What if Apple made an Apple TV Express streaming stick?

It's hard not to look at the Google Chromecast and wonder if Apple could make something like it. Don't get me wrong: I love the new Apple TV. With Siri support and the ability to run apps, it's clearly what I want in my home now and in the near future. But it's not something I can easily put in my pocket and travel with — be it between cities or simply between offices.

Last week I was at our Canadian HQ doing training. There we have two last-generation Apple TVs attached to two big screens on opposite sides of the building. They're used as inexpensive and convenient conduits for AirPlay — Apple's wireless content beaming system — so we can quickly share what's on our Macs, iPads, and iPhones, with everyone in the room.

When I travel to San Francisco I often stay at a hotel that has previous generation Apple TVs attached to every television set as well. That way, once you're on the hotel network, you're just a few steps away from AirPlaying any of your stuff to the big screen in front of you. Rather than having to learn a new channel grid or suffer through yet another terrible set top box experience, you get content that's yours through an interface you're already familiar with.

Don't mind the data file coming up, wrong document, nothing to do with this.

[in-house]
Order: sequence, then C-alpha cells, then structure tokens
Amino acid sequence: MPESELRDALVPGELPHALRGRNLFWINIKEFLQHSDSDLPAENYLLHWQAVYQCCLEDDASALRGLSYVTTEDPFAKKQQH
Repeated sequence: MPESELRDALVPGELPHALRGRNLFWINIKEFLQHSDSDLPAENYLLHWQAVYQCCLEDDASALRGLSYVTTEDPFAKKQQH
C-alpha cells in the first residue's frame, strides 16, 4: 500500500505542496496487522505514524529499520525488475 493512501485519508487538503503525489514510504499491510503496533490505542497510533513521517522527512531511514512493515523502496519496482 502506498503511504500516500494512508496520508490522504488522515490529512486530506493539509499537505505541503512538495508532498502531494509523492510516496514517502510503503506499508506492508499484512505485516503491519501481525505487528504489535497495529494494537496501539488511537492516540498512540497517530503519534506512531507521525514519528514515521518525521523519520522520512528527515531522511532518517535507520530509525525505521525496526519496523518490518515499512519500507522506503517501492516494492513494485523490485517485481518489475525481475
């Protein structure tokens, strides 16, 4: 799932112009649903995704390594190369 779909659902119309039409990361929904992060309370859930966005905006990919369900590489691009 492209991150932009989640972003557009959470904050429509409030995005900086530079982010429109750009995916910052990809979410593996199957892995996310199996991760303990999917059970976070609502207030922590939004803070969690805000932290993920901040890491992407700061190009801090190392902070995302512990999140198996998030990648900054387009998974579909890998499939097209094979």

The Play's the thing

Like CarPlay, which lets your device and content take over the interface of the car — and eliminates the confusion historically associated with everything from upgrades to rentals — AirPlay does it anywhere there's a television. It's so great that, when I end up in an office or hotel room without an Apple TV, I miss it tremendously. Sure, I could pick up an extra Apple TV box, previous or current generation, and make sure I have it with me at all times, but that feels like overkill. I don't really need a box, Siri, or apps for that. I simply need AirPlay.

I need it enough that it makes me long for something like Google's Chromecast dongle — a tiny device that plugs into an HDTV and then simply lets me stream from my iPhone, iPad, or Mac to the big screen.

Apple could go so far as to build a basic Apple TV experience into iOS 10 or iOS 11, where the logic stays on the iPad or iPhone but the interface and content projects onto your television through the tiny device. That would be like the original Apple Watch. It could allow for a level of multitasking and handoff — where streams are transferred over rather than merely streamed — but it could also add overhead and result in a less than ideal experience.